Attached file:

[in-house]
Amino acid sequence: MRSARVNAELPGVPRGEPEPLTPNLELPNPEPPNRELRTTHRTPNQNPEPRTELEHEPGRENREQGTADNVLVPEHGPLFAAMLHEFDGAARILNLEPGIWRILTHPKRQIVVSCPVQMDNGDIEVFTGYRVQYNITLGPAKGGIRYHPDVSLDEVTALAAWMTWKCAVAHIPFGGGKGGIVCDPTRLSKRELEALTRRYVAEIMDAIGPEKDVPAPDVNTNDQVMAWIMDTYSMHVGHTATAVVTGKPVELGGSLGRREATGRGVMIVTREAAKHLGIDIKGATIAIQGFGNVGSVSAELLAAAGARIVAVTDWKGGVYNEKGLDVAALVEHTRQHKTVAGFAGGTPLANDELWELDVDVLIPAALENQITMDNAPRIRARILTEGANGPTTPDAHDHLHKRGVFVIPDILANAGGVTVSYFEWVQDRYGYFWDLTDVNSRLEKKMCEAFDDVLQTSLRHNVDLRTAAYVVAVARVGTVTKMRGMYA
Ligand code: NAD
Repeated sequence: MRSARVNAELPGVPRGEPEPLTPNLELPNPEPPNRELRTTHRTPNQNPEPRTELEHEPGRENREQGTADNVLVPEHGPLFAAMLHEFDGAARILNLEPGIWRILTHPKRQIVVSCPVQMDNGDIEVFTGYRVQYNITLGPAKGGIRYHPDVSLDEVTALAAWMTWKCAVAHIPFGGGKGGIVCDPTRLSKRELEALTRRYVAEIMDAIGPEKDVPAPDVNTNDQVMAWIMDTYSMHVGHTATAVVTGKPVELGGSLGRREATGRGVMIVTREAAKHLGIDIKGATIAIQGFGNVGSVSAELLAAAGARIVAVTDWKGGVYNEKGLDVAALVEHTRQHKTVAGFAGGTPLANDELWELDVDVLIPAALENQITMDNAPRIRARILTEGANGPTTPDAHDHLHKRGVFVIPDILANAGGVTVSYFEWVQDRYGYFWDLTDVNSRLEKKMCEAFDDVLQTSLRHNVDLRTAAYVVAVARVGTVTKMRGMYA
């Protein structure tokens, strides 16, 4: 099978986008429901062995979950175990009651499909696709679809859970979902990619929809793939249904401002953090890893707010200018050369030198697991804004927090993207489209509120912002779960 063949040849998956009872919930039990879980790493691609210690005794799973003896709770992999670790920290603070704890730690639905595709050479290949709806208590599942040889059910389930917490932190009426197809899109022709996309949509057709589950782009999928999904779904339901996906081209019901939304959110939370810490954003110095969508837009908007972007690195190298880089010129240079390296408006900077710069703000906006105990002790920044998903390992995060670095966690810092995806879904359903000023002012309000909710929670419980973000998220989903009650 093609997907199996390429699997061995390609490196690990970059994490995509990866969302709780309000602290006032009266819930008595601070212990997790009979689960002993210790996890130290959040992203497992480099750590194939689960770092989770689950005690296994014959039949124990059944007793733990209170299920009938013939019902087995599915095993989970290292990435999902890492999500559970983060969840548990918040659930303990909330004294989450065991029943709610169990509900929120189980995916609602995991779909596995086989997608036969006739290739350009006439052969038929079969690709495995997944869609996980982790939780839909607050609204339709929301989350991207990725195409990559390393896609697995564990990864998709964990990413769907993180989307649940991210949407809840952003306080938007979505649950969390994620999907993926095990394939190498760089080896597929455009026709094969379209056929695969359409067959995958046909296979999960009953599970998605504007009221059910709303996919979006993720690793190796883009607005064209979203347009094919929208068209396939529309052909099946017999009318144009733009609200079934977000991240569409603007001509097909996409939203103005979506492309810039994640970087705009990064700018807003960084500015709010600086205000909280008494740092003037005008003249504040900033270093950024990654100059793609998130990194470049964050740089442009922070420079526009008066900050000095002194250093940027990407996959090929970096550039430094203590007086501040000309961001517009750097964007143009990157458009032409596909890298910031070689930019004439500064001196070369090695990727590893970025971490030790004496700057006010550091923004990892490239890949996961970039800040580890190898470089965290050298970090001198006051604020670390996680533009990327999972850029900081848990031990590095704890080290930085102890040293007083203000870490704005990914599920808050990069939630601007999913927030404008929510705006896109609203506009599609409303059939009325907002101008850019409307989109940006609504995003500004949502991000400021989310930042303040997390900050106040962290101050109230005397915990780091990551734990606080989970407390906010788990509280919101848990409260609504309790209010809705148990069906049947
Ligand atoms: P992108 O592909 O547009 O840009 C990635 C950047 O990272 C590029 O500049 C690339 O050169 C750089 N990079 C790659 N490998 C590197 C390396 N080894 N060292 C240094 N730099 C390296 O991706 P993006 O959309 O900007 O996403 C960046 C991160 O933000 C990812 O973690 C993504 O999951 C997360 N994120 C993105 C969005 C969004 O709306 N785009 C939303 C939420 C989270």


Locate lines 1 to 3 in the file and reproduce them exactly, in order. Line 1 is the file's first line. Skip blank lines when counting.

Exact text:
[in-house]
Amino acid sequence: MRSARVNAELPGVPRGEPEPLTPNLELPNPEPPNRELRTTHRTPNQNPEPRTELEHEPGRENREQGTADNVLVPEHGPLFAAMLHEFDGAARILNLEPGIWRILTHPKRQIVVSCPVQMDNGDIEVFTGYRVQYNITLGPAKGGIRYHPDVSLDEVTALAAWMTWKCAVAHIPFGGGKGGIVCDPTRLSKRELEALTRRYVAEIMDAIGPEKDVPAPDVNTNDQVMAWIMDTYSMHVGHTATAVVTGKPVELGGSLGRREATGRGVMIVTREAAKHLGIDIKGATIAIQGFGNVGSVSAELLAAAGARIVAVTDWKGGVYNEKGLDVAALVEHTRQHKTVAGFAGGTPLANDELWELDVDVLIPAALENQITMDNAPRIRARILTEGANGPTTPDAHDHLHKRGVFVIPDILANAGGVTVSYFEWVQDRYGYFWDLTDVNSRLEKKMCEAFDDVLQTSLRHNVDLRTAAYVVAVARVGTVTKMRGMYA
Ligand code: NAD